I don’t think I needed a day off so much as I needed a day at home. I wore comfy pants and enjoyed the rain, my house all decorated for fall and now Halloween, good smells and the freedom to do what I wanted. I ended up getting quite a few bits of my imaginary Monday!
It was hard coming back to Tucson after five marvelous days of autumn up in the mountains. The air was crisp and I got to wear long sleeves. We did some hiking and a lot of sitting around the camp fire. I was even blessed with a bit of solitude while my husband and son kayaked and rode bikes. The best part was I slept ten solid hours every night. It was glorious. I didn’t take a lot of pictures, I mostly just soaked everything in.
I am feeling much better these days. It is a huge relief to not feel crabby for no apparent reason all the time. There are various reasons I could be feeling better:
1. My husband is doing the Whole 30 with some co-workers and I decided to do it too since I was going to have to do all the food prep for him anyway. (My husband can grill but completely inept in the kitchen which I think he does on purpose.) I am on day 10 and I believe purging the grains and sugar from my diet are making a difference.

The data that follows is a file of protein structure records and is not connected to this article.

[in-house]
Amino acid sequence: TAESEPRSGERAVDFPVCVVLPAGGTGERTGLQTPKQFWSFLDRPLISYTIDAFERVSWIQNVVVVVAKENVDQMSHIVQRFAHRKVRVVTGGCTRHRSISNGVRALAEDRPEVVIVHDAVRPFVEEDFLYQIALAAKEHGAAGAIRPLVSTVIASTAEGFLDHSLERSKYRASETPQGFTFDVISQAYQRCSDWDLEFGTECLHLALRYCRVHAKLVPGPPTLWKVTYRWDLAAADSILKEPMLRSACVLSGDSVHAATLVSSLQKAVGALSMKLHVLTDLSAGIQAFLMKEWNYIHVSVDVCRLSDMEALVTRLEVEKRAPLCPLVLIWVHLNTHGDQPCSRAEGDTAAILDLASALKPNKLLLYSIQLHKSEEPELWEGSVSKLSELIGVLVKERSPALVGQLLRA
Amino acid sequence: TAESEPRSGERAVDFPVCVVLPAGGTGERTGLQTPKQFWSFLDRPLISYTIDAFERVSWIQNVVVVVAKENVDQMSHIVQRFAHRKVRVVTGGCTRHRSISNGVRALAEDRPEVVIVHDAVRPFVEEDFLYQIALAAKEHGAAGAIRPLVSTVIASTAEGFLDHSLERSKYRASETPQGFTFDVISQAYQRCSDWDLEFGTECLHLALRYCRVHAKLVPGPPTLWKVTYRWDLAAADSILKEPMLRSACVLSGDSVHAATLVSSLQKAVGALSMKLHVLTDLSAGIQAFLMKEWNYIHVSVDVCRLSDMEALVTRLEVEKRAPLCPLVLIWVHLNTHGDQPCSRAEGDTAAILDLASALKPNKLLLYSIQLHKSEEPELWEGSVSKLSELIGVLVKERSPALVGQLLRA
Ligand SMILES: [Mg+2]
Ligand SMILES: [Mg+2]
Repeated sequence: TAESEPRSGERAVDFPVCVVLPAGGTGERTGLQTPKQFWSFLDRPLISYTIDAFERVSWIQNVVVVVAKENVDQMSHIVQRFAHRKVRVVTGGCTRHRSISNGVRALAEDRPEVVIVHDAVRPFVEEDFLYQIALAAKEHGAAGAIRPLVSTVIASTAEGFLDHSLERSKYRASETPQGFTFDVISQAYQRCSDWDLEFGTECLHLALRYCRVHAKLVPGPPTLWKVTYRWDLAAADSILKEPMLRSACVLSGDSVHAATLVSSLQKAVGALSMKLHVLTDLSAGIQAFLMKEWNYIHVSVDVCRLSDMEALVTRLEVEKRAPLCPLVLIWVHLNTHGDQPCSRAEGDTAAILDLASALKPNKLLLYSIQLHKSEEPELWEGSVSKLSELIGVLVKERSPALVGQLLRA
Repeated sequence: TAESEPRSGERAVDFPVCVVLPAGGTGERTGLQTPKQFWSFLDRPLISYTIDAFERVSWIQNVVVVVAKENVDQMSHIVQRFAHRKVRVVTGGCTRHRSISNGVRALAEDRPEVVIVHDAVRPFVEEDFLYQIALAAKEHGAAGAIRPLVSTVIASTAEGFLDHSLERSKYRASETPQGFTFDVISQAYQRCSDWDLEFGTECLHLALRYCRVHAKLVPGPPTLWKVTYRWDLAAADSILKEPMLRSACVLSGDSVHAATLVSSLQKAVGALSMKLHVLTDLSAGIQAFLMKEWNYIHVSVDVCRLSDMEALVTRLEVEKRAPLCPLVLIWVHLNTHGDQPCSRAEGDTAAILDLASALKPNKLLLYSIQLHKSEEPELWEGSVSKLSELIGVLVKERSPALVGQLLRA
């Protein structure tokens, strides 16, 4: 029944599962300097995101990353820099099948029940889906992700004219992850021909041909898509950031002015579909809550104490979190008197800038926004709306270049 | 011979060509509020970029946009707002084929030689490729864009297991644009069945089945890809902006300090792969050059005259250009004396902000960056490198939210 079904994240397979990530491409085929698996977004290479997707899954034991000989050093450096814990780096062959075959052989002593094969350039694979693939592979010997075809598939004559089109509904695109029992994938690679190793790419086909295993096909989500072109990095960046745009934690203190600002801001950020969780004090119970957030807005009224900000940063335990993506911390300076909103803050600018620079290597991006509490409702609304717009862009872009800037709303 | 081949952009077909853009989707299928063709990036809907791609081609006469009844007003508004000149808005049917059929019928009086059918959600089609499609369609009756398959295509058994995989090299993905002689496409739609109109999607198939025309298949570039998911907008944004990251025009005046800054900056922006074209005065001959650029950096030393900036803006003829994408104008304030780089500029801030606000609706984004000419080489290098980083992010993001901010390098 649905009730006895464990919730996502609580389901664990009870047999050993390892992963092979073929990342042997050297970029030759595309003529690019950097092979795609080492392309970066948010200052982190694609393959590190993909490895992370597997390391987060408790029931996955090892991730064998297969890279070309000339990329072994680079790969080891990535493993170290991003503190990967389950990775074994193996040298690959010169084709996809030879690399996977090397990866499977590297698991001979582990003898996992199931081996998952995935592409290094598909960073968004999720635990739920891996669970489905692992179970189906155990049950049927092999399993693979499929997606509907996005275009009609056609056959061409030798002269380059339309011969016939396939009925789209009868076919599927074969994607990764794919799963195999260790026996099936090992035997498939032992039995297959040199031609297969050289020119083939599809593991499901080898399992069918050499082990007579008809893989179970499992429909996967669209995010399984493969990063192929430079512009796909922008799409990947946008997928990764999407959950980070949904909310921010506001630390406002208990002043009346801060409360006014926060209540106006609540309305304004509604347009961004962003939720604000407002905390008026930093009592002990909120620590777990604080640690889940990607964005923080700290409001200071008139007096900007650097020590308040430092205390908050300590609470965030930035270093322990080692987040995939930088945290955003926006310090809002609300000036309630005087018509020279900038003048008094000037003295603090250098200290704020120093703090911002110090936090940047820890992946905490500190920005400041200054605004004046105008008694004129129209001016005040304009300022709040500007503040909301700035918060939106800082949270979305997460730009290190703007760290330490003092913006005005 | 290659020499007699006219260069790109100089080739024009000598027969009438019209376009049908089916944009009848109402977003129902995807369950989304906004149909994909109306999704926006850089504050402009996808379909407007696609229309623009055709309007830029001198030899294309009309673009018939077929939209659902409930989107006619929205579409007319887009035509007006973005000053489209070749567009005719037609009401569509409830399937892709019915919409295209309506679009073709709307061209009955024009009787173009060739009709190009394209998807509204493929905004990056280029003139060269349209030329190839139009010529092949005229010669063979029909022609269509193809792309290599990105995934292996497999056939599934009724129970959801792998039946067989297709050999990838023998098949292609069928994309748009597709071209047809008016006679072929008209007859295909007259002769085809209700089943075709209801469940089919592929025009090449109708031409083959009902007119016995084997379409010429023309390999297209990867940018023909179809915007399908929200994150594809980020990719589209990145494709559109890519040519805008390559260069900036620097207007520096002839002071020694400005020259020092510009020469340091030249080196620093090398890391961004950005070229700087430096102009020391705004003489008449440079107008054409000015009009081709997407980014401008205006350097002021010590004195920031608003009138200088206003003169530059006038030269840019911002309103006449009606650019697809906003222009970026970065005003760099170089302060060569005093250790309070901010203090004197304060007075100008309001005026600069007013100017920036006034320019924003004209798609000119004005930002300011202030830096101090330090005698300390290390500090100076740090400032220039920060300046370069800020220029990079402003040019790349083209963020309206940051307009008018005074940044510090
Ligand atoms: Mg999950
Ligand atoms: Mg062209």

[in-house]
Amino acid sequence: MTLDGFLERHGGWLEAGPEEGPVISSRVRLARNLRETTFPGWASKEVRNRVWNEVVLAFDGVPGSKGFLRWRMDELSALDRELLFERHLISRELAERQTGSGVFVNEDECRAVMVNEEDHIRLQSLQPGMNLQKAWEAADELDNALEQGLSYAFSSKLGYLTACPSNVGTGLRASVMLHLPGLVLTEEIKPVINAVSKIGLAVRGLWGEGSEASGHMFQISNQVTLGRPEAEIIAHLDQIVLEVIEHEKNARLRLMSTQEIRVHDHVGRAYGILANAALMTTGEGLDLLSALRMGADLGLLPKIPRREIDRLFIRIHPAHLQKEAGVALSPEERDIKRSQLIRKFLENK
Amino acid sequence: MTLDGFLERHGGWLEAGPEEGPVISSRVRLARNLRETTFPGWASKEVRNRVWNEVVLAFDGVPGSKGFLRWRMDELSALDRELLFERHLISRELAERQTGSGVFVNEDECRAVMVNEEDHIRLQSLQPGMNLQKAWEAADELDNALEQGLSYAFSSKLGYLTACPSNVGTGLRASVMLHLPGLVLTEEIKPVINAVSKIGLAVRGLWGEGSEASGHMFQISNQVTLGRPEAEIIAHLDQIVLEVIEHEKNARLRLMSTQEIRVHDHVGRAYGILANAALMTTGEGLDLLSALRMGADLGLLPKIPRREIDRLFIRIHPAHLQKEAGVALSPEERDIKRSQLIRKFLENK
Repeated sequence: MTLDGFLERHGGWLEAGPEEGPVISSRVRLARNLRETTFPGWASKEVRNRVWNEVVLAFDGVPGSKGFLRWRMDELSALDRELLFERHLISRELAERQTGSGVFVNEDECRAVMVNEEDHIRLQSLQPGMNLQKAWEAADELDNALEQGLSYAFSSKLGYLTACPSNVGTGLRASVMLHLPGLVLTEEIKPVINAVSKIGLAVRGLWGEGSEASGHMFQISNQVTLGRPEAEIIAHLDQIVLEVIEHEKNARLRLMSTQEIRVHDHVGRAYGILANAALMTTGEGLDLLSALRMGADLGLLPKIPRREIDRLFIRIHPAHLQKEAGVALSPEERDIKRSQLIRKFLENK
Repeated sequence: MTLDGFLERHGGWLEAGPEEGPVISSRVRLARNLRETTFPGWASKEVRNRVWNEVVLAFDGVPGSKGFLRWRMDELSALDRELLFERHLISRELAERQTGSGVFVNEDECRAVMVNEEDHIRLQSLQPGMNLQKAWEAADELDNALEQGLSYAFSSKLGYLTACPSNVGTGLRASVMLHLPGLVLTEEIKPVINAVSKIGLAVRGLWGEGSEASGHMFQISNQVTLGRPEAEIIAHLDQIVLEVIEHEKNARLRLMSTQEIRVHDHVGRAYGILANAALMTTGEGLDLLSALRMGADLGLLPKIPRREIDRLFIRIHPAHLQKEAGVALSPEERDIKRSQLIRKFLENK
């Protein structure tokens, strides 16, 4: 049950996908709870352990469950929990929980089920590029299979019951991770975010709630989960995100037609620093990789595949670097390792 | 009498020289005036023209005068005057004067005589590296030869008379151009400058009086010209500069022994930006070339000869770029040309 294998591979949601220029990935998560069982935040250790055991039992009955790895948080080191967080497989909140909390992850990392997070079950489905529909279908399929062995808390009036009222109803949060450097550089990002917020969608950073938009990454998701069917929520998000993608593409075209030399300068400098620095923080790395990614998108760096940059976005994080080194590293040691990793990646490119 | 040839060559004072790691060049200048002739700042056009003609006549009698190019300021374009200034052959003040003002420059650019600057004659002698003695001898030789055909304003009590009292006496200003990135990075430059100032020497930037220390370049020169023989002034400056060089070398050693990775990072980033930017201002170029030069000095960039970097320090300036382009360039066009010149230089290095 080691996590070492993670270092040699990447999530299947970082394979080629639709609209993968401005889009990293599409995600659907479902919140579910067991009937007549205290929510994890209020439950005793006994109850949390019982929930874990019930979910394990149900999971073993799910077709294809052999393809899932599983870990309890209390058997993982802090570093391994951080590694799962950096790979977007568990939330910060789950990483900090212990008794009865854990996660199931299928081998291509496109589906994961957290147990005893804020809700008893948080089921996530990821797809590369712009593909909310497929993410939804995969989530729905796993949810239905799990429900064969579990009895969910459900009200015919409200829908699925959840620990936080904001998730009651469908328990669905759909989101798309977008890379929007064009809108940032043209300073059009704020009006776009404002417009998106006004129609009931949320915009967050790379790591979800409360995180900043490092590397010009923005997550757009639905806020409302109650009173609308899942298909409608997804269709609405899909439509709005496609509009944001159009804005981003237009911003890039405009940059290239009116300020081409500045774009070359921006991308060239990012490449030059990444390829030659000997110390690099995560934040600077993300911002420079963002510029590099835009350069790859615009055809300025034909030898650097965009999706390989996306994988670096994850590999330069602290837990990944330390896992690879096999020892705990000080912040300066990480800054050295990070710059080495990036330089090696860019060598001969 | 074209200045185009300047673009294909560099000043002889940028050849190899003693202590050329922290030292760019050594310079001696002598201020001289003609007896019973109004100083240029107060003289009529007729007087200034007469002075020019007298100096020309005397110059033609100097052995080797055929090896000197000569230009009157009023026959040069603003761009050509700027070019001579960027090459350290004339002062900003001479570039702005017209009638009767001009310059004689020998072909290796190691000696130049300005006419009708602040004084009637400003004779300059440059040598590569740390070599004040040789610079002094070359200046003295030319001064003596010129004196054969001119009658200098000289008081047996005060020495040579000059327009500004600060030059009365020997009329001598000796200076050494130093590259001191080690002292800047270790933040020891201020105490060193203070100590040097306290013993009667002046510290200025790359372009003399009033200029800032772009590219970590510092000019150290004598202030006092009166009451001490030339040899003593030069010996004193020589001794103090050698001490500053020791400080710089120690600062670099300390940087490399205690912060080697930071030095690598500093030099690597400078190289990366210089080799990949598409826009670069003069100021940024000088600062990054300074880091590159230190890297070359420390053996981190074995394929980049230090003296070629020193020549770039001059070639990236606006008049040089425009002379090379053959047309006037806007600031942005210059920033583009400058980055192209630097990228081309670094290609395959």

2. I am getting outdoors a bit more despite the heat and humidity. It is still unpleasant out but cloud cover makes it more bearable. On Saturday afternoon we went for a short hike at Sabino Canyon Recreation Area. It had been raining all day but we just had a few sprinkles on our hike and on the way home the sun came out making it yucky hot. On Labor Day we went to Apple Annie’s and picked a ton of fruit and veggies. Despite being “only” 85 degrees, with the humidity and sun it was sweltering. But I love picking fruit and we enjoyed ourselves despite the weather. It plain feels good to be outdoors more.
3. It is September which means there must be an end in sight to the heat. Okay, it will be anywhere from 4 to 8 weeks before we feel it but there is still a feeling of having survived another desert summer. (Well almost survived, only two more weeks of summer to go.)
4. Lots to look forward to. We are now in my “most wonderful time of the year”. My husband and I sat down with the calendar and planned out our camping trips for the next few months. The anticipation of true autumn weather (at higher elevations), wearing long sleeves, and gathering leaves makes me smile.
5. It is football season! This year we bought season tickets to University of Arizona Wildcat football games. Nothing beats the atmosphere of college football. Football and a marching band, what could be better in (almost) autumn? Our first game was last Thursday and it started raining a few hours before kickoff. But the rain ended just as we were going to our seats. We had remembered a towel to dry our seats off and it was a lovely, cool evening. It was so perfect I thought I was going to cry. Arizona won and as usual it was an entertaining game.
Sunday I have my Denver Bronco’s to look forward to. If only Peyton Manning can stay healthy and the O-line keep him protected!
6. I was on-call for jury duty this week and did not have to report to the courthouse. This means I have the whole week free to do whatever I want. (I wish.)